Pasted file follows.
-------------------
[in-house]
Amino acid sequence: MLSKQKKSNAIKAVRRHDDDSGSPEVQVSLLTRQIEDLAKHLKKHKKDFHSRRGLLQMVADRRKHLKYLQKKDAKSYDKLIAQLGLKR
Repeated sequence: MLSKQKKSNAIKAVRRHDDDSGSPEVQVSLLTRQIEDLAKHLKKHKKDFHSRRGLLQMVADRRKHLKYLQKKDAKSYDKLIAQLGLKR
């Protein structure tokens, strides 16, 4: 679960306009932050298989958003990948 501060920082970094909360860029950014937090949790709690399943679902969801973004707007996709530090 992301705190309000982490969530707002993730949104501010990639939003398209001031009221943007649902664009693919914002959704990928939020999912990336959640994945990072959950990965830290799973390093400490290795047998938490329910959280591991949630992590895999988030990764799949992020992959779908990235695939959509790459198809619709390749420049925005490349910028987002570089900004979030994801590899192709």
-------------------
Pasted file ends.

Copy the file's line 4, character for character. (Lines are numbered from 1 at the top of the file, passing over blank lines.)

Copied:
């Protein structure tokens, strides 16, 4: 679960306009932050298989958003990948 501060920082970094909360860029950014937090949790709690399943679902969801973004707007996709530090 992301705190309000982490969530707002993730949104501010990639939003398209001031009221943007649902664009693919914002959704990928939020999912990336959640994945990072959950990965830290799973390093400490290795047998938490329910959280591991949630992590895999988030990764799949992020992959779908990235695939959509790459198809619709390749420049925005490349910028987002570089900004979030994801590899192709």